8 Practical Tips to Help Your Player Overcome a Loss

tips_to_handle_loss_postAny athlete who plays a sport long enough is going to lose their share of games – and sometimes lose badly. Handling these losses is actually a more important lesson than learning to handle wins. A player’s reaction to a loss has a huge impact on their long term success. Here are eight great tips to help your player when the game just doesn’t go their way:

  1. Focus on their own contribution to the effort and the things they can improve.
  2. Don’t blame teammates. Blaming teammates is a sure way to create team dissension, which can poison the remainder of a season.
  3. Learn from the other team. Steal their best ideas and approaches.
  4. Lose with class. Sportsmanship is easy after a win, but more accurately reflects the person after a loss.
  5. Don’t blame coaches or officials. Blaming those in authority implies a lack of power on the part of the players. It is important to remember that  the coaches and officials weren’t the ones playing the game.
  6. Ask what they can do to support the team. The more players focus on themselves and the less they focus on the team, the more likely problems will get worse and not better.
  7. Ask what they can do to support lesser skilled players. By definition, half the players on every team are less talented than the other half. Those players with better skills have a great incentive to see those with lesser skills improve.
  8. Rally teammates who take the loss harder. On certain teams, positions such as goalie or defensemen may feel they have more responsibility for a loss. Yet every game is a combination of preventing points and getting points.

Losing a game is a chance for players to work on the things they can control while also trying to positively influence the things they do not control. A positive attitude directed toward each gives a player the best chance of turning a loss into a future win.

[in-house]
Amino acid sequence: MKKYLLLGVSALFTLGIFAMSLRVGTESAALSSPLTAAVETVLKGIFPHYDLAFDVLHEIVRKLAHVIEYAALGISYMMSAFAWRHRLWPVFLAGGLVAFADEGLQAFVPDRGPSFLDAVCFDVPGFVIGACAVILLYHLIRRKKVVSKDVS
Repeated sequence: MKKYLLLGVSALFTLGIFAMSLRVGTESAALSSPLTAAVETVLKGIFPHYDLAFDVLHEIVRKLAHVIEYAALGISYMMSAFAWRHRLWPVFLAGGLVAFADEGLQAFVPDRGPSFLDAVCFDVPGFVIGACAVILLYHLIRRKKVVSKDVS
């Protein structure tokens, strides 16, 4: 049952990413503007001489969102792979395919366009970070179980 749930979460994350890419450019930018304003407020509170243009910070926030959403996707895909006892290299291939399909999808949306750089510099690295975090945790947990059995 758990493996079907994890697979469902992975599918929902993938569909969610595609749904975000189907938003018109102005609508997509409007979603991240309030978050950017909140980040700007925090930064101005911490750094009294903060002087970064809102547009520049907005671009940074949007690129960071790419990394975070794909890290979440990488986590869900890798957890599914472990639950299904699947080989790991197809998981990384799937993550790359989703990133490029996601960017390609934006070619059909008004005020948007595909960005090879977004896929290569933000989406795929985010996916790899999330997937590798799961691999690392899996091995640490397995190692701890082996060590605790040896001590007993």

Editor’s Note: Thank you to Sports Esteem for this great article.

Minnesota Hockey is a trademark of Minnesota Hockey. The Minnesota Wild is a trademark of the Minnesota Wild. NHL and the word mark and image of the Stanley Cup are registered trademarks and the NHL Shield and NHL Conference logos are trademarks of the National Hockey League. Copyright © 2009. Minnesota Hockey. All Rights Reserved. This webite and its associated newsletter was prepared as a service to Minnesota Hockey. Neither Minnesota Hockey, the Minnesota Wild, nor any of its employees makes any warranty, expressed or implied, or assumes any legal liability or responsibility for the accuracy, completeness, or usefulness of any information, product, or process disclosed, or represents that its use would not infringe on privately owned rights. Reference herein to any specific commercial products, process, or service by trade name, trademark manufacturer, or otherwise, does not necessarily constitute or imply its endorsement, recommendation, or favoring by Minnesota Hockey or the Minnesota Wild. The opinions of the authors expressed herein do not necessarily state or reflect those of Minnesota Hockey or the Minnesota Wild and shall not be used for advertising or product endorsement purposes.